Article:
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In-Work Transfers in Good Times and Bad: Simulations for Ireland


  • Bargain, Olivier

    () (University of Bordeaux)

  • Doorley, Karina

    () (Economic and Social Research Institute, Dublin)


In-work transfers are often seen as a good trade-off between redistribution and efficiency, as they alleviate poverty among low-wage households while increasing financial incentives to work. The present study explores the consequences of extending these transfers in Ireland, where support for low-wage households has been of limited scope. The employment and poverty effects of alternative policies are analyzed thanks to counterfactual simulations built using a micro-simulation model, the Living in Ireland Survey 2001 and labour supply estimations. Firstly, we study the effect of recent extensions of the existing scheme, the Family Income Supplement (FIS), and of its replacement by the refundable tax credit in force in the UK. Secondly, little is known about the impact of macro-level changes on the distribution of resources at the household level, which is particularly relevant in a country deeply affected by the current economic downturn. We suggest a preliminary analysis of the capacity of alternative in-work transfer scenarios to cushion the negative impact of earnings losses and cuts in the minimum wage.

Suggested Citation

  • Bargain, Olivier & Doorley, Karina, 2009. "In-Work Transfers in Good Times and Bad: Simulations for Ireland," IZA Discussion Papers 4644, Institute for the Study of Labor (IZA).
  • Handle: RePEc:iza:izadps:dp4644

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    References listed on IDEAS

    1. Bargain, Olivier & Orsini, Kristian, 2006. "In-work policies in Europe: Killing two birds with one stone?," Labour Economics, Elsevier, vol. 13(6), pages 667-697, December.
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    3. Richard Blundell & Alan Duncan & Julian McCrae & Costas Meghir, 2000. "The labour market impact of the working families’ tax credit," Fiscal Studies, Institute for Fiscal Studies, vol. 21(1), pages 75-103, March.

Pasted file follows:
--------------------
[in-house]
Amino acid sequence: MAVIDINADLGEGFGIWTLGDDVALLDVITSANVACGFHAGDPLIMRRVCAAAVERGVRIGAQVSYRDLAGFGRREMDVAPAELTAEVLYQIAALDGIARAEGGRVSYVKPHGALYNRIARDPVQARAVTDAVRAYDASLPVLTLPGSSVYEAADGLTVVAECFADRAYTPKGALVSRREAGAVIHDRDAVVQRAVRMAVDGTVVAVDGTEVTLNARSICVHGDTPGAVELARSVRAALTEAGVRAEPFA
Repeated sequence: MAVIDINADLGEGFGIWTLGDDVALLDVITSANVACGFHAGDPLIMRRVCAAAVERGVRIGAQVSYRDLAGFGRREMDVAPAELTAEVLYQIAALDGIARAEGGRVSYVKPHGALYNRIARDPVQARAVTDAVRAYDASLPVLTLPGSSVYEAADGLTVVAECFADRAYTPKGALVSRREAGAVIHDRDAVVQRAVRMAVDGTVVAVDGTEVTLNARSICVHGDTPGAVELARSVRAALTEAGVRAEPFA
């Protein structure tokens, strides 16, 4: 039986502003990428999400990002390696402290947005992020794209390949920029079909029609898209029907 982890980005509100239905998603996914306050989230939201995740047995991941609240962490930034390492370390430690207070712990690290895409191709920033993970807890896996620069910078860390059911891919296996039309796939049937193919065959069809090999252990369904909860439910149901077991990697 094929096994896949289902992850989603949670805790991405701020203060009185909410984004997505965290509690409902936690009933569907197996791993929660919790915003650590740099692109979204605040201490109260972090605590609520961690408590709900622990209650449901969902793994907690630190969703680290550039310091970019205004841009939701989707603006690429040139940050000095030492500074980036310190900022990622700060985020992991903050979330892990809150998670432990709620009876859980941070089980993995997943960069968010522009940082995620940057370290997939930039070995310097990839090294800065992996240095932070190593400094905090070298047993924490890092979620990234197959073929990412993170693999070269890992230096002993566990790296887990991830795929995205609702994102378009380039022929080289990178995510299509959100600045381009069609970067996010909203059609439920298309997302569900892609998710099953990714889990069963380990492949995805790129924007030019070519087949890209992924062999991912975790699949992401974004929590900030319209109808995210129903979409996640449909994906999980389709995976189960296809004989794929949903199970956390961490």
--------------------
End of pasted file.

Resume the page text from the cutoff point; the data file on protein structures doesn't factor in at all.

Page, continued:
4. Nolan, Brian & Gannon, Brenda & Layte, Richard & Watson, Dorothy & Whelan, Christopher T. & Williams, James, 2002. "Monitoring Poverty Trends in Ireland: Results from the 2000 Living in Ireland survey," Research Series, Economic and Social Research Institute (ESRI), number PRS45.
    5. Olivier Bargain & Marco Caliendo & Peter Haan & Kristian Orsini, 2010. "“Making work pay” in a rationed labor market," Journal of Population Economics, Springer;European Society for Population Economics, vol. 23(1), pages 323-351, January.
    6. Blundell, Richard & Macurdy, Thomas, 1999. "Labor supply: A review of alternative approaches," Handbook of Labor Economics,in: O. Ashenfelter & D. Card (ed.), Handbook of Labor Economics, edition 1, volume 3, chapter 27, pages 1559-1695 Elsevier.
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    Cited by:

    1. Olivier Bargain & Claire Keane, 2010. "Tax–Benefit‐revealed Redistributive Preferences Over Time: Ireland 1987–2005," LABOUR, CEIS, vol. 24(s1), pages 141-167, December.

    More about this item


    take-up; labour supply; microsimulation; working poor; welfare;

    JEL classification:

    • C25 - Mathematical and Quantitative Methods - - Single Equation Models; Single Variables - - - Discrete Regression and Qualitative Choice Models; Discrete Regressors; Proportions; Probabilities
    • C52 - Mathematical and Quantitative Methods - - Econometric Modeling - - - Model Evaluation, Validation, and Selection
    • H31 - Public Economics - - Fiscal Policies and Behavior of Economic Agents - - - Household
    • J22 - Labor and Demographic Economics - - Demand and Supply of Labor - - - Time Allocation and Labor Supply

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